14. When I feel I need a lift. 1 2 3 4 5
15. When I begin to let down on my concern about my health and am less physically active. 1 2 3 4 5
16. With friends at a party. 1 2 3 4 5
17. When I wake up in the morning and face a tough day. 1 2 3 4 5
18. When I am extremely depressed. 1 2 3 4 5
19. When I am extremely anxious and stressed. 1 2 3 4 5
20. When I realize I haven't smoked for a while. 1 2 3 4 5

SCORING INSTRUCTIONS: The Self-Efficacy/Temptation Scale (Long Form) provides a measure of confidence in resisting smoking in situations represented by the items. An overall score is computed by averaging across the 20 items. In addition, there are three subscales that measure broad aspects of self-efficacy to resist smoking: Positive Affect/Social Situations (items 1, 4, 6, 9, 10, and 16); Negative Affect Situations (items 3, 5, 7, 8, 18, and 19); Habit/Craving Situations (items 11, 13, 14, 15, and 20). Subscale scores are obtained by averaging the response to items within each subscale.

From "Relapse Situations and Self-Efficacy: An Integrative Model" by W.F. Velicer, C.C. DiClemente, J.S. Rossi, and J. O. Prochaska, 1990, Addictive Behaviors, 15:271-283. Reprinted by permission of Elsevier Science. (velicer@uri.edu)

9. Appendix 2: Mammography Screening Barriers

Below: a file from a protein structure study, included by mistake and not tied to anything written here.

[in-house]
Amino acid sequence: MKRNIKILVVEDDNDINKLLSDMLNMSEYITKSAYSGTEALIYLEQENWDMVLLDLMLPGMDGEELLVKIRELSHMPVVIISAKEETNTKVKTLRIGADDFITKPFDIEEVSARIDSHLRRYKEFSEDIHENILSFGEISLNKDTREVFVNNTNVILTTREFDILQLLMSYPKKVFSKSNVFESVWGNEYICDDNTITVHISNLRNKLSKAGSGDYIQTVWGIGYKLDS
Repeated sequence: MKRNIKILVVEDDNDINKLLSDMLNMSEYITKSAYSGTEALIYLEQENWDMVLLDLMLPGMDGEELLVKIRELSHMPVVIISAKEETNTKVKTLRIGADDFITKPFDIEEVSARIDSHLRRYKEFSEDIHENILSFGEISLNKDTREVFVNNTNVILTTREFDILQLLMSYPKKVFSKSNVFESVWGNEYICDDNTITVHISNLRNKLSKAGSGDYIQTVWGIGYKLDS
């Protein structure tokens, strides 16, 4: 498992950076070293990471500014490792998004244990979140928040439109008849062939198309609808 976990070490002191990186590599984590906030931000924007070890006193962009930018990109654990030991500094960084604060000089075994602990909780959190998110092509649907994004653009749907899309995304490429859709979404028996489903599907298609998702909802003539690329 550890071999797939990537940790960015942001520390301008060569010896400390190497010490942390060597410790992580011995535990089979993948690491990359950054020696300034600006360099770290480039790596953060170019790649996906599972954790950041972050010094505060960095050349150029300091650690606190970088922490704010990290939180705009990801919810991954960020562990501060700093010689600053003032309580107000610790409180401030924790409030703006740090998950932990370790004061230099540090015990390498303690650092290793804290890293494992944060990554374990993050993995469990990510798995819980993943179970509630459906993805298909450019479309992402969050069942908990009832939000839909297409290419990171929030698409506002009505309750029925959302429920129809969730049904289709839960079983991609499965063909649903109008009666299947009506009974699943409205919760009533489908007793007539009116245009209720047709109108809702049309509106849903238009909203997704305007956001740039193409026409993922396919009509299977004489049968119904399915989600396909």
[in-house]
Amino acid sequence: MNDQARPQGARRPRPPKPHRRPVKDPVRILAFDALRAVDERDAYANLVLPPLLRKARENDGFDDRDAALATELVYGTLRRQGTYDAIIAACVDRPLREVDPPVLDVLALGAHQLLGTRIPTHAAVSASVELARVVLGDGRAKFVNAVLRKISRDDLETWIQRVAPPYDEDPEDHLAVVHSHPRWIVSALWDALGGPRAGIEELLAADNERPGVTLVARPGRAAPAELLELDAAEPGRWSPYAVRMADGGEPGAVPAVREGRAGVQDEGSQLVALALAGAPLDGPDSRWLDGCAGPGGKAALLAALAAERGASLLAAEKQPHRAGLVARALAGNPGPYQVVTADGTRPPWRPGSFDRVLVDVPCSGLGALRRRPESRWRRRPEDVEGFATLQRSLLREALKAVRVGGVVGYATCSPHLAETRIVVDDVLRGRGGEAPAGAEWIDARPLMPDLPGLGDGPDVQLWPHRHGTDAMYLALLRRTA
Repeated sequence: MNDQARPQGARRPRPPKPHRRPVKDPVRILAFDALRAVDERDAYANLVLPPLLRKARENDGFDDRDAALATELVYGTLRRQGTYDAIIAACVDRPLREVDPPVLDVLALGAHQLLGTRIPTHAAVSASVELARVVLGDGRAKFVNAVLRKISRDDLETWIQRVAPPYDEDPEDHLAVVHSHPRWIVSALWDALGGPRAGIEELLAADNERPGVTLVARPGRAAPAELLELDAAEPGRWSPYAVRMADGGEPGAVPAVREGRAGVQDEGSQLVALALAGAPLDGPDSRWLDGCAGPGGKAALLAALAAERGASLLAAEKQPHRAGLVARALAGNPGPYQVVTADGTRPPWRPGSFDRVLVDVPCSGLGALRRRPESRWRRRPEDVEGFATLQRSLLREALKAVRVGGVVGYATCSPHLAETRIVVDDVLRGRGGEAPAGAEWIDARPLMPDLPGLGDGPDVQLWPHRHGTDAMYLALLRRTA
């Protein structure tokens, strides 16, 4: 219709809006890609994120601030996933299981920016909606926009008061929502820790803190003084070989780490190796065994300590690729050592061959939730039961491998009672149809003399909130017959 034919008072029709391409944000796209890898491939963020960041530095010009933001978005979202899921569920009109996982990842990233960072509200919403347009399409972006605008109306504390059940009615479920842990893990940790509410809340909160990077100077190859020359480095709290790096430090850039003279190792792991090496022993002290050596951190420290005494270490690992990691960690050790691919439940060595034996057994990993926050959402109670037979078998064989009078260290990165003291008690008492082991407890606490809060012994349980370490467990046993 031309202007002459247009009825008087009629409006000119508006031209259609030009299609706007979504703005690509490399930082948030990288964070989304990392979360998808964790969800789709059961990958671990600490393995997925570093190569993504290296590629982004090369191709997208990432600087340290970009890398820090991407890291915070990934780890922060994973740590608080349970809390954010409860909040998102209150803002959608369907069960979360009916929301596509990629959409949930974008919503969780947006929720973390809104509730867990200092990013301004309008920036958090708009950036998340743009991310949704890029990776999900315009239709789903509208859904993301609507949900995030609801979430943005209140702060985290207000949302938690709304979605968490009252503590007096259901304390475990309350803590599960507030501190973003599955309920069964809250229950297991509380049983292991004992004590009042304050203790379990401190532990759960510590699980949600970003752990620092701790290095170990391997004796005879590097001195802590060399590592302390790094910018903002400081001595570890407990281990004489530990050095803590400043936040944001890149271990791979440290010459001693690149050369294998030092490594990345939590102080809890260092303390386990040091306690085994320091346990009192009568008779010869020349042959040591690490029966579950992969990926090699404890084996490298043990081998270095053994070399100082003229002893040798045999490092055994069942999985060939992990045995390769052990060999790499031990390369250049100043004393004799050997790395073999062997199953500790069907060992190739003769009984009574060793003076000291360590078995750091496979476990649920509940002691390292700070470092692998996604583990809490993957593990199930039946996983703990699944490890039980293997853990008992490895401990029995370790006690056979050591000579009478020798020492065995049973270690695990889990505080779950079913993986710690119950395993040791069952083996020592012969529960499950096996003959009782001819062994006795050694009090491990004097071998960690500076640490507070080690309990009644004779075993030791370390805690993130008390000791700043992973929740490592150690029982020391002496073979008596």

1. Compared with your other health problems, having a mammogram is not important

Column 1 Column 2 Column 3
Agree ---------- strongly agree? Or ____ (5)
agree? ____ (4)
Neutral/no opinion -------------------------- ____ (3)
Disagree ------ disagree? Or ____ (2)
strongly disagree? ____ (1)
Don’t know -------------------------------- ____ (0)

2. At your age, you do not need to have mammograms.

Column 1 Column 2 Column 3
Agree ---------- strongly agree? Or ____ (5)
agree? ____ (4)
Neutral/no opinion -------------------------- ____ (3)
Disagree ------ disagree? Or ____ (2)
strongly disagree? ____ (1)
Don’t know -------------------------------- ____ (0)

3. You do not need a mammogram if you have a breast exam by a doctor.

Column 1 Column 2 Column 3
Agree ---------- strongly agree? Or ____ (5)
agree? ____ (4)
Neutral/no opinion -------------------------- ____ (3)
Disagree ------ disagree? Or ____ (2)